Informalism

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Jiménez-Balaguer

Informalism or Art Informel is a pictorial movement from the 1943–1950s,[1] that includes all the abstract and gestural tendencies that developed in France and the rest of Europe during the World War II, similar to American abstract expressionism started 1946.[2][3] Several distinguishing trends are identified within the movement such as lyrical abstraction, matter painting, New Paris School, tachisme and art brut. The French art critic Michel Tapié coined the term "art autre" (other art) in the homonymous book published in 1952 in relation to non-geometric abstract art.[3] It was instrumental in improving the concept of abstract art in France during the Early 1950s. Its use in the expression of political ideologies in South America during the Early 1950s was quite common, as it was seen as the main way to show support for the changing political climate.

Pictorial practices[edit]

Within this tendency, each artist allows full freedom of expression to the unforeseen quality of materials (a taste for stains or chance) and randomness of gestures, thus rejecting drawing and control and the traditional conception of painting and its development that evolves from the idea to the completed work via sketches and projects. It’s an open work that a spectator can read freely. The pictorial adventure is completely new; instead of going from the meaning to constructing the corresponding signs, the artist begins with the making of signs and gives the corresponding meaning. In the works of Laurent Jiménez-Balaguer, the language of signs is further deconstructed, allowing for a universal interpretation of a private language. The contribution of music produced the art of musical informalism. Plastic characteristics of this painting are: spontaneity of the gesture, automatism, expressive use of material, the nonexistence of preconceived ideas, the experience that the deed generates the idea, and the work is the place and the privileged moment whereby the artist discovers himself; it is the end of the reproduction of the object for the representation of the theme that becomes the end of the painting, with a sometime calligraphic aspect, referring to a Calligraphic Abstraction in relation to the works of Georges Mathieu, Hans Hartung, or Pierre Soulages.

Uses[edit]

Politics[edit]

Venezuela[edit]

During the 1950s and 1960s, at the height of the Venezuelan dictatorship, Venezuelan artists, such as Carlos Cruz Diez, Gego, and others, used Informalist art in response to the shift from dictatorship to democracy that their country was dealing with during this time. Their art represented their feelings on the matter as well as their response to this shift and to represent a lot of huge figures in the change over from a dictatorship into democracy.[4] They used art to represent their support for the shift away from dictatorship during these times of extreme political turbulence in their country.[5]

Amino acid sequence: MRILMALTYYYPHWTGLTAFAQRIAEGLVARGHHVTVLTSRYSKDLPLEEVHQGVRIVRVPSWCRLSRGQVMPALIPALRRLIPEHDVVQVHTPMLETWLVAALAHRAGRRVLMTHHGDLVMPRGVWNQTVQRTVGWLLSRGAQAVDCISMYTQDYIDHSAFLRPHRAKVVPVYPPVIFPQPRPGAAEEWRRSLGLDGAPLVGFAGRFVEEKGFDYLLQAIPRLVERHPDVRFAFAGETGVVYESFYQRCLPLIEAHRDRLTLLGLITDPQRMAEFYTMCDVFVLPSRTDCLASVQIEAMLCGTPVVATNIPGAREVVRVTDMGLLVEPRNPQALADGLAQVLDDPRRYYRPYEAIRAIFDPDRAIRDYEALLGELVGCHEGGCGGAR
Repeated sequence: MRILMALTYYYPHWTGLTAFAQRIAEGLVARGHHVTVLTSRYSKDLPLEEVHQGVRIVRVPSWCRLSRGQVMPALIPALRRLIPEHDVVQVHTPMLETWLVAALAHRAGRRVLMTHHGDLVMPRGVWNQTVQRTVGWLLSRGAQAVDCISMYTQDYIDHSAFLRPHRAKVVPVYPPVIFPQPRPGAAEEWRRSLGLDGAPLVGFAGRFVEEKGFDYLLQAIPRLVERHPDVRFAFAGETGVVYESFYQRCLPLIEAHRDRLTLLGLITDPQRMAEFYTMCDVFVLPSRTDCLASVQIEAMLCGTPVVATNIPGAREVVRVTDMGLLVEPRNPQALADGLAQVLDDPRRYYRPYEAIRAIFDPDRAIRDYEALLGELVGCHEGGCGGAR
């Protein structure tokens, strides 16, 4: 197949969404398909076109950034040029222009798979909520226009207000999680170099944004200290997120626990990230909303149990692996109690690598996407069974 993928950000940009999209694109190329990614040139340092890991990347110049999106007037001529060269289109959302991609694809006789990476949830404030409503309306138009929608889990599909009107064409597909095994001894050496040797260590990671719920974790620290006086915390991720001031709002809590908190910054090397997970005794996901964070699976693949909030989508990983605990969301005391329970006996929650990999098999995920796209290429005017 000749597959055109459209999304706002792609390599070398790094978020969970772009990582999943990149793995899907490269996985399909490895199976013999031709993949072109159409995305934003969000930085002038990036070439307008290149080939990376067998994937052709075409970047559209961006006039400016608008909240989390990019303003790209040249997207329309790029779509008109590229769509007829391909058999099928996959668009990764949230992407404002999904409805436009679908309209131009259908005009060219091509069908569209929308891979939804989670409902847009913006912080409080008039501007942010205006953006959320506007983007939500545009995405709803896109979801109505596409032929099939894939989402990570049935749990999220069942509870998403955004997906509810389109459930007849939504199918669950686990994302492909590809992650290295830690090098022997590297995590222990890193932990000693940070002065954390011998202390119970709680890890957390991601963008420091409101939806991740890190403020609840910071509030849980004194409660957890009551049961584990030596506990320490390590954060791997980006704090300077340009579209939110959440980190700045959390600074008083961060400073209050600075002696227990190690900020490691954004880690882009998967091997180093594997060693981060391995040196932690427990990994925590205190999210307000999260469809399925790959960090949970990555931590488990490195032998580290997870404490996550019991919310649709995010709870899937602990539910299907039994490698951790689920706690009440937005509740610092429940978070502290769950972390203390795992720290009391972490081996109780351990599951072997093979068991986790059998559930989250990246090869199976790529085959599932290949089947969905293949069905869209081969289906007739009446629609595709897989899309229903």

Improvement on Abstraction[edit]

During the Early 1950s, France was a hotbed for Informalist art, referred to as Un art autre, or art informel, which were terms coined by French art critic Michel Tapié, who published a book by the name of Un Art Autre the same year as the exhibition of the same name.[6] This style was about more than just the paintings, as it also referred to concepts such as lyrical abstraction and painting styles such as tachisme, and matter painting. Artists were inspired by European paintings, as well as American expressionism, while using automatism as their way of conveying this new style of art.[7] Important artists that came out of this period in France were artists such as Pierre Soulages, Jean Paul Riopelle, and Sam Francis.

Informalist painters[edit]

Collections[edit]

Year Title Location
1952 Un Art Autre[12] Paris, France
2018 Contesting Modernity: Informalism in Venezuela, 1955–1975 Museum of Fine Arts, Houston

See also[edit]

References[edit]

  1. ^ a b c "Grandes Momentos del Arte - Ficha El informalismo europeo". www.artehistoria.jcyl.es. 2012-04-13. Archived from the original on 2012-04-13. Retrieved 2019-10-11.
  2. ^ Walker, John. (1992) "Art Informel". Glossary of Art, Architecture & Design since 1945, 3rd. ed., G.K. Hall, Boston, Mass. ISBN 978-0-81610-556-4 Archived December 25, 2010, at the Wayback Machine
  3. ^ a b "Art informel – Art Term". www.tate.org.uk. Tate. Retrieved 2019-10-11.
  4. ^ "Total Creative Freedom: "Contesting Modernity" Explores Informalism". The Museum of Fine Arts, Houston. Retrieved 2022-04-23.
  5. ^ "Contesting Modernity: Informalism in Venezuela, 1955–1975 (October 28, 2018–January 21, 2019)". The Museum of Fine Arts, Houston. Retrieved 2022-04-23.
  6. ^ "Un art autre - Lévy Gorvy". www.levygorvy.com. Retrieved 2022-04-23.
  7. ^ Tate. "Art autre". Tate. Retrieved 2022-04-23.
  8. ^ a b "Informalism, Abstract and Gestural Trends". types of art styles (in Spanish). 2018-01-31. Retrieved 2019-10-11.
  9. ^ Ramírez, Mari Carmen (2018). Contesting Modernity, Informalism in Venezuela, 1955–1975. Yale University Press. ISBN 9780300236897.
  10. ^ Cook, Bernard A. (2001). Europe Since 1945: An Encyclopedia. United Kingdom, Garland. p. 49. ISBN 0815340575.
  11. ^ "Rodrigo Franzão: Industrial strength stitching". textile art. 2019-10-07. Retrieved 2019-10-07.
  12. ^ Tate. "Art informel". Tate. Retrieved 2022-04-23.